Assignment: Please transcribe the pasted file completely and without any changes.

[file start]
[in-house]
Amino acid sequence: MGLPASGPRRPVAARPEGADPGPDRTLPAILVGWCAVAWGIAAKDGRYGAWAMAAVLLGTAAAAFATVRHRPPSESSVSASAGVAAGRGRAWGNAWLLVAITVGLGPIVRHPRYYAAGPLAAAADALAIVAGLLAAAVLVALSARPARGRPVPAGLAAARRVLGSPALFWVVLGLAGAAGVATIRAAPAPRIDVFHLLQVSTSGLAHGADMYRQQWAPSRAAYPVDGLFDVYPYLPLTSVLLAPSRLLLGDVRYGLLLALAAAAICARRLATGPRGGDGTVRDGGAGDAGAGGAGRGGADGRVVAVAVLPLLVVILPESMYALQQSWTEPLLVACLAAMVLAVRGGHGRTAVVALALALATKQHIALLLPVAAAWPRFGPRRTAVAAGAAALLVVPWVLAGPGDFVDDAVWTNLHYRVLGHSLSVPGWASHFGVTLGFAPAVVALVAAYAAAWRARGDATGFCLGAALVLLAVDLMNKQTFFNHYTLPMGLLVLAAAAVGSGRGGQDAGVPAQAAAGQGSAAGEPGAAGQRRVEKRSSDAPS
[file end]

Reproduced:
[in-house]
Amino acid sequence: MGLPASGPRRPVAARPEGADPGPDRTLPAILVGWCAVAWGIAAKDGRYGAWAMAAVLLGTAAAAFATVRHRPPSESSVSASAGVAAGRGRAWGNAWLLVAITVGLGPIVRHPRYYAAGPLAAAADALAIVAGLLAAAVLVALSARPARGRPVPAGLAAARRVLGSPALFWVVLGLAGAAGVATIRAAPAPRIDVFHLLQVSTSGLAHGADMYRQQWAPSRAAYPVDGLFDVYPYLPLTSVLLAPSRLLLGDVRYGLLLALAAAAICARRLATGPRGGDGTVRDGGAGDAGAGGAGRGGADGRVVAVAVLPLLVVILPESMYALQQSWTEPLLVACLAAMVLAVRGGHGRTAVVALALALATKQHIALLLPVAAAWPRFGPRRTAVAAGAAALLVVPWVLAGPGDFVDDAVWTNLHYRVLGHSLSVPGWASHFGVTLGFAPAVVALVAAYAAAWRARGDATGFCLGAALVLLAVDLMNKQTFFNHYTLPMGLLVLAAAAVGSGRGGQDAGVPAQAAAGQGSAAGEPGAAGQRRVEKRSSDAPS